As to agencies attempting to penalize translators for typos, my advice is, run away. Agencies' job should not be limited to buying, marking up and selling: they should add value, and that includes proofreading. They should make sure you are qualified. They should keep monitoring your performance. But there is nothing wrong with the occasional typo. It is agencies' responsibility to polish up the final product.


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Samuel Murray  Identity Verified
Netherlands
Local time: 15:38
Member (2006)
English to Afrikaans
+ ...
My thoughts Jan 19, 2010

SanneMuller wrote:
- my first impression is, that the big agencies offer the possibility to register via a specific form on the website but they rarely contact the freelancer (probably because they have enough resources): would it thus be better to contact "smaller" agencies?


1. I don't think it is a valid assumption that bigger agencies will have larger lists of translators, or that smaller agencies will have better translator:client ratios.

2. How would you determine the size of an agency?

...they also include quite strict requirements regarding the quality of the translation (no mistakes, omissions, etc.) and the agreed deadline including potential financial penalties.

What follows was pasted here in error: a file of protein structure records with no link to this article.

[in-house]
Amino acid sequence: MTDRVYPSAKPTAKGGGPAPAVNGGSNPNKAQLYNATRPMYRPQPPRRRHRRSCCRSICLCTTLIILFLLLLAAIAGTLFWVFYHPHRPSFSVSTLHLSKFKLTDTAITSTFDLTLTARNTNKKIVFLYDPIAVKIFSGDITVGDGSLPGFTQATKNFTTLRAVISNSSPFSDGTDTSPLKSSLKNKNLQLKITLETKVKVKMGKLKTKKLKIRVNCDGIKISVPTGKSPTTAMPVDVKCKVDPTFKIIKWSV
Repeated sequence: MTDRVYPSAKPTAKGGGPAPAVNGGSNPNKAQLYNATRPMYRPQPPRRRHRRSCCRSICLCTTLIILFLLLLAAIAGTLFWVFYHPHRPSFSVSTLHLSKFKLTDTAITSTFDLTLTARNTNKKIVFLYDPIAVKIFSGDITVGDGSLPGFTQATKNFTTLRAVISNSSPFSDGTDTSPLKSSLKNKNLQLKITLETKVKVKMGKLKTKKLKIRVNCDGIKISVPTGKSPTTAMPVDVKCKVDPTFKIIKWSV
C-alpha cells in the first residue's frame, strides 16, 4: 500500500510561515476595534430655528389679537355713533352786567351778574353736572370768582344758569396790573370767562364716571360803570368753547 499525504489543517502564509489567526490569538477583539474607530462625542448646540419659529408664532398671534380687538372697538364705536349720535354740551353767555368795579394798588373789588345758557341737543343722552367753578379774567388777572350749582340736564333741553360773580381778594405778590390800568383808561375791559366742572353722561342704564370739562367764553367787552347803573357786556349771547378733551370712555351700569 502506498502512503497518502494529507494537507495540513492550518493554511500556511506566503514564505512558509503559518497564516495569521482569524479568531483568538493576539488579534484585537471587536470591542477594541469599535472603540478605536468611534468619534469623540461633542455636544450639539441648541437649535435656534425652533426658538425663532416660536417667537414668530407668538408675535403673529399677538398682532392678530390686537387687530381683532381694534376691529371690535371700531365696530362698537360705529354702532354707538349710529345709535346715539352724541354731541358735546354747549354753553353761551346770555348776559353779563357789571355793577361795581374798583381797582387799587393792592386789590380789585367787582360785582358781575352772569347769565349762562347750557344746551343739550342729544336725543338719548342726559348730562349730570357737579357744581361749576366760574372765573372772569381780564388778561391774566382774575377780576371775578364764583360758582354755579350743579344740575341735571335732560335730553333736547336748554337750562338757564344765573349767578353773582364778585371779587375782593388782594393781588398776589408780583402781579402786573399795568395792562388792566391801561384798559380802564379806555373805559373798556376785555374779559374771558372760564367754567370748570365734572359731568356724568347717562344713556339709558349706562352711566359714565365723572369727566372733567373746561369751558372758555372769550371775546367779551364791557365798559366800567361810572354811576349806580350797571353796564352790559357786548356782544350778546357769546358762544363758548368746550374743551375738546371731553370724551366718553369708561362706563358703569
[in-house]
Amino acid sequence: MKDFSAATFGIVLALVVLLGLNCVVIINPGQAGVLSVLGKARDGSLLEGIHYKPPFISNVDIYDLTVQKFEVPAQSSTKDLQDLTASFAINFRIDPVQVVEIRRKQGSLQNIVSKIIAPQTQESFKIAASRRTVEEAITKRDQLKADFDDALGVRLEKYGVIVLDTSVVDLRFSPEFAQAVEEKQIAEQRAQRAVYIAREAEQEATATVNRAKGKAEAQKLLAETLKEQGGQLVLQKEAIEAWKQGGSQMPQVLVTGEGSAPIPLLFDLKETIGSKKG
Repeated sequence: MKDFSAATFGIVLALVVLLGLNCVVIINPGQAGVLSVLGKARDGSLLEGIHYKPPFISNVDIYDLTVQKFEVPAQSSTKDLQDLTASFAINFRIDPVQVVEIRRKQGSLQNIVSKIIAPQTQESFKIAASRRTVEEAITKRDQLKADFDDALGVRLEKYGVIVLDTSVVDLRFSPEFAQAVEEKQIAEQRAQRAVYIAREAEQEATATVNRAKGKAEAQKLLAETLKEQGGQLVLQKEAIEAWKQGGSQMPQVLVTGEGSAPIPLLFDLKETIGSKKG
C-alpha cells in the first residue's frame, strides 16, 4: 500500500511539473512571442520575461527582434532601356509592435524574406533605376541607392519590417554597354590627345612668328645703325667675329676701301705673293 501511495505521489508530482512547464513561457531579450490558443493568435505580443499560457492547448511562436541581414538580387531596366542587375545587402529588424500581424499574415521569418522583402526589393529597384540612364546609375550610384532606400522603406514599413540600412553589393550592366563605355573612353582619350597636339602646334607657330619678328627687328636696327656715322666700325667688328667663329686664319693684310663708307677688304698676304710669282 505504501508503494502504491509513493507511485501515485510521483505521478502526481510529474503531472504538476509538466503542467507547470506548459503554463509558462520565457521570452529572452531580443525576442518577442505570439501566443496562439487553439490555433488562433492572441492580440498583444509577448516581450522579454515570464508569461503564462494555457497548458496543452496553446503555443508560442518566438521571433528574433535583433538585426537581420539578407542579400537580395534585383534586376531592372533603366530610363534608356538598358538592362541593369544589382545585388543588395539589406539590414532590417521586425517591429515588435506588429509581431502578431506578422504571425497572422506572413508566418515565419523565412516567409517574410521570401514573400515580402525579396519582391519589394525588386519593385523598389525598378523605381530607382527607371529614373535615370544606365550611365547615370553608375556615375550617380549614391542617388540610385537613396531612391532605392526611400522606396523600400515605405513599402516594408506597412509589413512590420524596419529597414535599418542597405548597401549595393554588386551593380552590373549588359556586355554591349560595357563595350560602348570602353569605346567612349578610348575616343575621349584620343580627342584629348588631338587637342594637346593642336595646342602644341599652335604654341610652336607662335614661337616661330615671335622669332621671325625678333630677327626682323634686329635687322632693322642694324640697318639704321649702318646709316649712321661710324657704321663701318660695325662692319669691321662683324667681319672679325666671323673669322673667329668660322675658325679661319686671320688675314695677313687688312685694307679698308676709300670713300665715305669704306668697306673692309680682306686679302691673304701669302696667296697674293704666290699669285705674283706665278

Print the contract, take a ruler and a pen, cross out the sections you disagree with, sign in the margin, sign at the bottom, scan it and send it back. If the crossed-out sections are deal-breakers, they'll tell you. And if they refuse to be reasonable, remember that there are *hundreds* of agencies out there.

The fact that an agency sends you something to sign doesn't mean that they will send you jobs (unless they already contacted you about a potential job).

And what is your experience in this regard with agencies: do the strictly apply penalties if there are "minor" mistakes in the translation (for example a typo)?


Even agencies without these penalty clauses will sometimes apply some kind of penalty. What I dislike is when a client tries to specify some kind of monetary compensation (a fine, in other words) in the event of a problem.


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SanneMuller
Germany
Local time: 15:38
French to German
TOPIC STARTER
There is a maximum fine of zero payment... Jan 19, 2010

Thank you so much for your replies!

There is a maximum fine of zero payment but for this to apply, I would have to deliver complete nonsens (which will not happen). I also understand, that there is a fair margin of late delivery and minor shortcomings (e.g. typos). My own quality expectations are rather high and thus I do check before delivery - just wondered if these conditions result an a general attitude of agencies to find a reason for not paying.

But if this is usual in the translation business (and the respective agencies did not receive a load of bad evaluations on proz.com) - I am fine with it.